Recipe for a Harlequin Romance

Anson Ching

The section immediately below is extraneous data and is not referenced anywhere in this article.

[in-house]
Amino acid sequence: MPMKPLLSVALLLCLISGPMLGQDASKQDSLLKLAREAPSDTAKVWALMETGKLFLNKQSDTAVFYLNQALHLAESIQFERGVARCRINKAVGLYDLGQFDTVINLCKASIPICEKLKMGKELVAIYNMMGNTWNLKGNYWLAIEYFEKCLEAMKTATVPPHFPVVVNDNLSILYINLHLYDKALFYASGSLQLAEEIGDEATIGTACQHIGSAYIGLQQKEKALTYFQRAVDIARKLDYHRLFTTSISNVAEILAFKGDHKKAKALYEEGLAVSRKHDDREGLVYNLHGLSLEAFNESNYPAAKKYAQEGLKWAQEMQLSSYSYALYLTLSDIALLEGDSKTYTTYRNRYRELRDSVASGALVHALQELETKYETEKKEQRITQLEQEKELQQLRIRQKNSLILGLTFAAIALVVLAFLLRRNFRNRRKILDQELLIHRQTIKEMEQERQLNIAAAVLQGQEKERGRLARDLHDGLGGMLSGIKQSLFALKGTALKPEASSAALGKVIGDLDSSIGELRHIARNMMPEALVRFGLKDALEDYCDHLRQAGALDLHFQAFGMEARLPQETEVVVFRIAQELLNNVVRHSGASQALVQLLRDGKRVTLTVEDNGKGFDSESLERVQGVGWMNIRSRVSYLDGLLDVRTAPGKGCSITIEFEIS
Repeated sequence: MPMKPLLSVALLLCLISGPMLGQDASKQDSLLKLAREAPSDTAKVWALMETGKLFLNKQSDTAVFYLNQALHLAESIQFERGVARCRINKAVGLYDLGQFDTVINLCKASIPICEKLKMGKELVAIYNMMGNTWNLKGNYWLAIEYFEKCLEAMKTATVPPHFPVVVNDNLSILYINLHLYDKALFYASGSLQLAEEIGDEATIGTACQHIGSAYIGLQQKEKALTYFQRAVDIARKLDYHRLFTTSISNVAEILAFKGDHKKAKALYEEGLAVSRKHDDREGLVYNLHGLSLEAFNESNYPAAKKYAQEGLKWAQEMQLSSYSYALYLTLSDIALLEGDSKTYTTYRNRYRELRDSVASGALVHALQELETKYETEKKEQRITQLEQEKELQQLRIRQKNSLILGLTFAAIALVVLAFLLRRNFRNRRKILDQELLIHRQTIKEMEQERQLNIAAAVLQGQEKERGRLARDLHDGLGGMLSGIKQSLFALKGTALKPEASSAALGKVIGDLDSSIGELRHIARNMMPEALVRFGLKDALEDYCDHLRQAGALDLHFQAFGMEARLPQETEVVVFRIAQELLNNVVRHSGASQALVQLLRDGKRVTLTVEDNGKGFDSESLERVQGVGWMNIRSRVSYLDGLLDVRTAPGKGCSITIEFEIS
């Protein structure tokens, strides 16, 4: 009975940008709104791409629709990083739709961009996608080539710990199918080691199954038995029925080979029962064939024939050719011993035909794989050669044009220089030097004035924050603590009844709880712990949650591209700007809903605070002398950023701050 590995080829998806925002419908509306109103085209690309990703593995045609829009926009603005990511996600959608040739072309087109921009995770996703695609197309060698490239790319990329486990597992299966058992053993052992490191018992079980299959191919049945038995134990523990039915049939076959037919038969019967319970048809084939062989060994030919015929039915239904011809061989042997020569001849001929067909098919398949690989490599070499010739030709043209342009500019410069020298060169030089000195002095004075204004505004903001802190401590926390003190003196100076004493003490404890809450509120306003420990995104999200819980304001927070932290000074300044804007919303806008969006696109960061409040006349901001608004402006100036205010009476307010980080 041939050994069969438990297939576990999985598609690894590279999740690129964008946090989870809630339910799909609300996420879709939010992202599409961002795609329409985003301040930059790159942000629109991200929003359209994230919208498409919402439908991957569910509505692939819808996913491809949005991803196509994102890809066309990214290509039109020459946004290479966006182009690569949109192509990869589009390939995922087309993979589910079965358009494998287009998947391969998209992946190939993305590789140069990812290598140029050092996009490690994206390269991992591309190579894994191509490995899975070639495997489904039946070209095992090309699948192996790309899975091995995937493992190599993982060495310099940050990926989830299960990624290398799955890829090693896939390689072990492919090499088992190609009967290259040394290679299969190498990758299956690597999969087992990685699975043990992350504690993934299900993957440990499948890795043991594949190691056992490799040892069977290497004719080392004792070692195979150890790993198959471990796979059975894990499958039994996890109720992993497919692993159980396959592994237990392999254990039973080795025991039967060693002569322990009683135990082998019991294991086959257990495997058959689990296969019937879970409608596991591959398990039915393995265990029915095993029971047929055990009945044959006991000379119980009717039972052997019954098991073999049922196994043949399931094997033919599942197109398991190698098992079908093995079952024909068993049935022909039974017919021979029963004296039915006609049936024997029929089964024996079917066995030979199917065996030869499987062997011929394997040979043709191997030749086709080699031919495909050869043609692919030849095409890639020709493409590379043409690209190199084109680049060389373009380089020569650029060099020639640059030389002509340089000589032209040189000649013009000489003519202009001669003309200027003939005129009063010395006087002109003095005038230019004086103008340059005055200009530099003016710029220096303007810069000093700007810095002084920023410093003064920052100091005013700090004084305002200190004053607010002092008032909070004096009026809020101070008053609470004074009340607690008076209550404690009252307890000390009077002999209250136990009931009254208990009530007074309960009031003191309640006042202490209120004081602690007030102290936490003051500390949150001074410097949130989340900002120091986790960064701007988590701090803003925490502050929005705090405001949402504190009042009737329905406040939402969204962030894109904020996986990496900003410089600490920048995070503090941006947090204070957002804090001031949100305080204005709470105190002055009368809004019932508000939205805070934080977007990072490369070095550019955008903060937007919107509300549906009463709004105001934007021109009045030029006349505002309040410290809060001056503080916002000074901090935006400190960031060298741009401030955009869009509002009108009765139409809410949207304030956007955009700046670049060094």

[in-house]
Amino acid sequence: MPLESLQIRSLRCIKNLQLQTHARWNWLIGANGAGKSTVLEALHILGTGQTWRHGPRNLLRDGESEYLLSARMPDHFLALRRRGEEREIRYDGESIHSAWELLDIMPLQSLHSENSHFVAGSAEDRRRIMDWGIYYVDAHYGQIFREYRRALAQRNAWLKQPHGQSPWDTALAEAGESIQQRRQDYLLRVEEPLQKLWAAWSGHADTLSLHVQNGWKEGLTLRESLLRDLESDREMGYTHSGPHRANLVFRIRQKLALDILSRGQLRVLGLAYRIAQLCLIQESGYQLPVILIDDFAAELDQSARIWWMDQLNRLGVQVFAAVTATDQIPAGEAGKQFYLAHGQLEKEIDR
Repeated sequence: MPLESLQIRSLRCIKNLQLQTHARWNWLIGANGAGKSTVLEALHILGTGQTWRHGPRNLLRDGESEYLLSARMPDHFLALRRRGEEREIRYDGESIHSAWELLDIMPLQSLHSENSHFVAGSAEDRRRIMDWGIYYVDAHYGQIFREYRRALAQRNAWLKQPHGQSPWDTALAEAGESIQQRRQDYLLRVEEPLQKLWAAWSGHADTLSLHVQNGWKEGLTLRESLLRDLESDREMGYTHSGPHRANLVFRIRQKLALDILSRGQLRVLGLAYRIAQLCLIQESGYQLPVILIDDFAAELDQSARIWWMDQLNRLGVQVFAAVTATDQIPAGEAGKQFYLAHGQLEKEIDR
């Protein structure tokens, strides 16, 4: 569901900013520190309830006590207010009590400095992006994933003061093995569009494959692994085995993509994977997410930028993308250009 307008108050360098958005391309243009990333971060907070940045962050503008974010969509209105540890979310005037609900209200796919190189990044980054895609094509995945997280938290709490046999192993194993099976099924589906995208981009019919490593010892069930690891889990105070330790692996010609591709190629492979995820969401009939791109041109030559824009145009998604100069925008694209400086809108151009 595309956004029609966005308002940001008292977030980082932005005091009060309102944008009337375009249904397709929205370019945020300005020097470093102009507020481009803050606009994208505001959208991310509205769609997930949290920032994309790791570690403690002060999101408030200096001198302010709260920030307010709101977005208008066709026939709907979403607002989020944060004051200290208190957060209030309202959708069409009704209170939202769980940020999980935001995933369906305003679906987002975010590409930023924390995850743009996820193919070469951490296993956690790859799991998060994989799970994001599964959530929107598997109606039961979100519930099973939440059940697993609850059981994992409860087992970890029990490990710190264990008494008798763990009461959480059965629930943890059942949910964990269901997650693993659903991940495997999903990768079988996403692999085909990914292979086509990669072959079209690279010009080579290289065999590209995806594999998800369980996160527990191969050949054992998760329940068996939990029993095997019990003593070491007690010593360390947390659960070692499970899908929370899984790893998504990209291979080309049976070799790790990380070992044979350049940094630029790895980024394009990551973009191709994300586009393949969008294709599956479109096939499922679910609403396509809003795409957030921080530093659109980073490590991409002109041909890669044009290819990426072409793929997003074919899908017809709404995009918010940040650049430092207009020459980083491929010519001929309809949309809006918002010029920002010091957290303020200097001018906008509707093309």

At the 221 Vancouver Writer’s Festival, André Alexis revealed that he’s re-editing his famed five-book quincunx, a sequence that contains some of his best-loved novels, including Fifteen Dogs and Days by Moonlight. Alexis was there to talk about his latest novel, Ring (Coach House), the final book in that quincunx, and about the jest that it was. He’d written Ring with formulaic precision, he boasted, and had slogged his way through many Harlequin romances to find the recipe. Hearing him speak about his novel in this way consoled me, for I’d been ambivalent after finishing the book. Ring is a love story deconstructed by an author whose heart is set on philosophy, whose main game is to question the nature of things, not tug at heartstrings. Despite going through all the motions of a Harlequin romance, the two main characters, Gwen and Tancred, come to revolve around each other not as marionettes, but through a wish-granting magical device and a touch of pragmatic and self-aware reasoning. I kept thinking about all the opportunities Alexis had missed with his love-granting magic ring, only to remind myself that, just as Alexis is not the kind of person to write simple romantic fairy tales, by his own admission, he had not been a dog person when he set out to write Fifteen Dogs. I might say the story is enjoyable if you come to the table with checked expectations, but there’s one more thing that requires squaring: I found the prose unfamiliar. In Ring, Alexis doesn’t seem to be as interested in using his usual arsenal of wit, irony and situational humour, but instead, has taken more to putting together a recipe based on precise weights and measures.

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